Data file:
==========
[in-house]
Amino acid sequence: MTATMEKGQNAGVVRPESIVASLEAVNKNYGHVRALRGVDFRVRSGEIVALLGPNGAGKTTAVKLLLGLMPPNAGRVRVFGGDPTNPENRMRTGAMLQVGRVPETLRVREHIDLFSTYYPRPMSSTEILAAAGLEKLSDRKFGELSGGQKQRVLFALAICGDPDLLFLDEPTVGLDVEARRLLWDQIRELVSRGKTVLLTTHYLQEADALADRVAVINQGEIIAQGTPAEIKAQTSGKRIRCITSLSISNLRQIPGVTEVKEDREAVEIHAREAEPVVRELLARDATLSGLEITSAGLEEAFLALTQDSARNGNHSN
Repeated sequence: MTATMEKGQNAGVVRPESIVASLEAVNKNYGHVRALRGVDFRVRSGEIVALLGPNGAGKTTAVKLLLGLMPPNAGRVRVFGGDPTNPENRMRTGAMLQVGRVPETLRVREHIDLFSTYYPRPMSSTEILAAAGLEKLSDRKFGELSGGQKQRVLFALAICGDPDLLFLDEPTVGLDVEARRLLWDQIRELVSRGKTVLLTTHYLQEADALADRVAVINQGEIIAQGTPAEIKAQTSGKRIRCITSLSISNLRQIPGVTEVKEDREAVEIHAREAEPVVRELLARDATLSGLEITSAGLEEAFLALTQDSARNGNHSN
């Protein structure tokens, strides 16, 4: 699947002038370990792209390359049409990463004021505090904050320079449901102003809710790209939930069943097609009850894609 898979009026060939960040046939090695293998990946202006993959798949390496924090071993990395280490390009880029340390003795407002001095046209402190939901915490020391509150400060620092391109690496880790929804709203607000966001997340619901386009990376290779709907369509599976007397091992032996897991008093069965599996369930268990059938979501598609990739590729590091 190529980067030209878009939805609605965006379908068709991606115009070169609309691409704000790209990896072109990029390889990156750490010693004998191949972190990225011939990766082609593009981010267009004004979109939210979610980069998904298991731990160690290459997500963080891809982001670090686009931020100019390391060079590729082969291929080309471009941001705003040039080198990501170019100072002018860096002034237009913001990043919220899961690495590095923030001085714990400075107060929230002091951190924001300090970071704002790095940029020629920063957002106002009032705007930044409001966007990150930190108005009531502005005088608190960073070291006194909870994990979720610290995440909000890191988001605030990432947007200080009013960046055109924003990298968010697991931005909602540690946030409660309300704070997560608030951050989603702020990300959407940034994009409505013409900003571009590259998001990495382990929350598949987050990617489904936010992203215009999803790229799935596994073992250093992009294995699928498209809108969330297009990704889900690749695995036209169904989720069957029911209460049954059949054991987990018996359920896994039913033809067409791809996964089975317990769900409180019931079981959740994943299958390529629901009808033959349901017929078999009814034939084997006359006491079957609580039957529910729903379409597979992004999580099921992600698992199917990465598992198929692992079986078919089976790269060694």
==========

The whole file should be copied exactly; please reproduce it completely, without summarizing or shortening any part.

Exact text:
[in-house]
Amino acid sequence: MTATMEKGQNAGVVRPESIVASLEAVNKNYGHVRALRGVDFRVRSGEIVALLGPNGAGKTTAVKLLLGLMPPNAGRVRVFGGDPTNPENRMRTGAMLQVGRVPETLRVREHIDLFSTYYPRPMSSTEILAAAGLEKLSDRKFGELSGGQKQRVLFALAICGDPDLLFLDEPTVGLDVEARRLLWDQIRELVSRGKTVLLTTHYLQEADALADRVAVINQGEIIAQGTPAEIKAQTSGKRIRCITSLSISNLRQIPGVTEVKEDREAVEIHAREAEPVVRELLARDATLSGLEITSAGLEEAFLALTQDSARNGNHSN
Repeated sequence: MTATMEKGQNAGVVRPESIVASLEAVNKNYGHVRALRGVDFRVRSGEIVALLGPNGAGKTTAVKLLLGLMPPNAGRVRVFGGDPTNPENRMRTGAMLQVGRVPETLRVREHIDLFSTYYPRPMSSTEILAAAGLEKLSDRKFGELSGGQKQRVLFALAICGDPDLLFLDEPTVGLDVEARRLLWDQIRELVSRGKTVLLTTHYLQEADALADRVAVINQGEIIAQGTPAEIKAQTSGKRIRCITSLSISNLRQIPGVTEVKEDREAVEIHAREAEPVVRELLARDATLSGLEITSAGLEEAFLALTQDSARNGNHSN
């Protein structure tokens, strides 16, 4: 699947002038370990792209390359049409990463004021505090904050320079449901102003809710790209939930069943097609009850894609 898979009026060939960040046939090695293998990946202006993959798949390496924090071993990395280490390009880029340390003795407002001095046209402190939901915490020391509150400060620092391109690496880790929804709203607000966001997340619901386009990376290779709907369509599976007397091992032996897991008093069965599996369930268990059938979501598609990739590729590091 190529980067030209878009939805609605965006379908068709991606115009070169609309691409704000790209990896072109990029390889990156750490010693004998191949972190990225011939990766082609593009981010267009004004979109939210979610980069998904298991731990160690290459997500963080891809982001670090686009931020100019390391060079590729082969291929080309471009941001705003040039080198990501170019100072002018860096002034237009913001990043919220899961690495590095923030001085714990400075107060929230002091951190924001300090970071704002790095940029020629920063957002106002009032705007930044409001966007990150930190108005009531502005005088608190960073070291006194909870994990979720610290995440909000890191988001605030990432947007200080009013960046055109924003990298968010697991931005909602540690946030409660309300704070997560608030951050989603702020990300959407940034994009409505013409900003571009590259998001990495382990929350598949987050990617489904936010992203215009999803790229799935596994073992250093992009294995699928498209809108969330297009990704889900690749695995036209169904989720069957029911209460049954059949054991987990018996359920896994039913033809067409791809996964089975317990769900409180019931079981959740994943299958390529629901009808033959349901017929078999009814034939084997006359006491079957609580039957529910729903379409597979992004999580099921992600698992199917990465598992198929692992079986078919089976790269060694």